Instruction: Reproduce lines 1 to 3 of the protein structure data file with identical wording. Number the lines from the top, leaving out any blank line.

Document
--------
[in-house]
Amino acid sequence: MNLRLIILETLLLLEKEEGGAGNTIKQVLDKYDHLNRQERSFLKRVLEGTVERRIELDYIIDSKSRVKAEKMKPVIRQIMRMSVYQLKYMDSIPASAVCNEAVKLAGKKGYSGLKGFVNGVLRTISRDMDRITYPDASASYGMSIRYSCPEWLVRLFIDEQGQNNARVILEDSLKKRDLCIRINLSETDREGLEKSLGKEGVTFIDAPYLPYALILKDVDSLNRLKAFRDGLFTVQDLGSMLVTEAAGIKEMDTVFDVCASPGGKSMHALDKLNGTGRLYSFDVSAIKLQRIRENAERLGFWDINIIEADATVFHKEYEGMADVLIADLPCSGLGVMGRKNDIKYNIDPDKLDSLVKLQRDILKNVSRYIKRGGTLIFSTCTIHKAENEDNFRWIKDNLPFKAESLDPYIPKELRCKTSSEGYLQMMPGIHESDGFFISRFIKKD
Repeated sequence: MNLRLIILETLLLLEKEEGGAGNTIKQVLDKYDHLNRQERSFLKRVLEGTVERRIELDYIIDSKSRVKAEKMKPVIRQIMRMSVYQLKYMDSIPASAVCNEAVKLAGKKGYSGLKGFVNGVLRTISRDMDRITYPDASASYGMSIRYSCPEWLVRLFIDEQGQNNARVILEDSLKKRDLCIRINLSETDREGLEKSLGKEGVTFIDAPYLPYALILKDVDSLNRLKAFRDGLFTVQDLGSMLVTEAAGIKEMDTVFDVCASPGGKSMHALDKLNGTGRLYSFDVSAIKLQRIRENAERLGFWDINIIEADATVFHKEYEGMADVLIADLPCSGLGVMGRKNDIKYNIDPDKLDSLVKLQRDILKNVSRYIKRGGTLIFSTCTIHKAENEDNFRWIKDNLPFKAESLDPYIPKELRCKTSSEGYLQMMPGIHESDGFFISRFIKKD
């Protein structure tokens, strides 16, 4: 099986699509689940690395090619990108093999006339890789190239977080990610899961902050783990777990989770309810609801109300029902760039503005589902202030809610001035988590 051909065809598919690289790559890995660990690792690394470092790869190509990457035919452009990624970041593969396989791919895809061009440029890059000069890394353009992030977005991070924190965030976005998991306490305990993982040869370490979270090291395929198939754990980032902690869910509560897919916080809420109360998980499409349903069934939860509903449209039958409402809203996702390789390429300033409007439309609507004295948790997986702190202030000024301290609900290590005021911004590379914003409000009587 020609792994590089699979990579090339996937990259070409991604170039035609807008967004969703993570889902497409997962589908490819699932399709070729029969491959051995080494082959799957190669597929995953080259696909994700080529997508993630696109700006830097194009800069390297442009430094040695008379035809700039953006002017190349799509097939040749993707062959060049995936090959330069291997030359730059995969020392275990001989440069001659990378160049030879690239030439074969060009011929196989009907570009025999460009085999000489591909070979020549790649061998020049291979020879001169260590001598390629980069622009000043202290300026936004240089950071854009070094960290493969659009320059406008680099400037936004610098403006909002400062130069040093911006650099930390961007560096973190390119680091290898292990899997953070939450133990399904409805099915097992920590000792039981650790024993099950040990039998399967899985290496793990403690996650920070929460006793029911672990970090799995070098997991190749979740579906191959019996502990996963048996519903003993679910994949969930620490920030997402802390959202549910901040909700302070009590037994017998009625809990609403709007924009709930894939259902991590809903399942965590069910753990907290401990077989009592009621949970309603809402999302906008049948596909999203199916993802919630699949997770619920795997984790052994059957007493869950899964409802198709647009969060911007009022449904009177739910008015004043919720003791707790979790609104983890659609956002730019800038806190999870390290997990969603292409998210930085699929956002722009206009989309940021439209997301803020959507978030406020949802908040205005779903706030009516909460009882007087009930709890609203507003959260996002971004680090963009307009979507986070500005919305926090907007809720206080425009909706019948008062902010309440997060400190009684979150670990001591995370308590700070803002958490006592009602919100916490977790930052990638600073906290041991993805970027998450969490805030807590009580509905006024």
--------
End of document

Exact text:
[in-house]
Amino acid sequence: MNLRLIILETLLLLEKEEGGAGNTIKQVLDKYDHLNRQERSFLKRVLEGTVERRIELDYIIDSKSRVKAEKMKPVIRQIMRMSVYQLKYMDSIPASAVCNEAVKLAGKKGYSGLKGFVNGVLRTISRDMDRITYPDASASYGMSIRYSCPEWLVRLFIDEQGQNNARVILEDSLKKRDLCIRINLSETDREGLEKSLGKEGVTFIDAPYLPYALILKDVDSLNRLKAFRDGLFTVQDLGSMLVTEAAGIKEMDTVFDVCASPGGKSMHALDKLNGTGRLYSFDVSAIKLQRIRENAERLGFWDINIIEADATVFHKEYEGMADVLIADLPCSGLGVMGRKNDIKYNIDPDKLDSLVKLQRDILKNVSRYIKRGGTLIFSTCTIHKAENEDNFRWIKDNLPFKAESLDPYIPKELRCKTSSEGYLQMMPGIHESDGFFISRFIKKD
Repeated sequence: MNLRLIILETLLLLEKEEGGAGNTIKQVLDKYDHLNRQERSFLKRVLEGTVERRIELDYIIDSKSRVKAEKMKPVIRQIMRMSVYQLKYMDSIPASAVCNEAVKLAGKKGYSGLKGFVNGVLRTISRDMDRITYPDASASYGMSIRYSCPEWLVRLFIDEQGQNNARVILEDSLKKRDLCIRINLSETDREGLEKSLGKEGVTFIDAPYLPYALILKDVDSLNRLKAFRDGLFTVQDLGSMLVTEAAGIKEMDTVFDVCASPGGKSMHALDKLNGTGRLYSFDVSAIKLQRIRENAERLGFWDINIIEADATVFHKEYEGMADVLIADLPCSGLGVMGRKNDIKYNIDPDKLDSLVKLQRDILKNVSRYIKRGGTLIFSTCTIHKAENEDNFRWIKDNLPFKAESLDPYIPKELRCKTSSEGYLQMMPGIHESDGFFISRFIKKD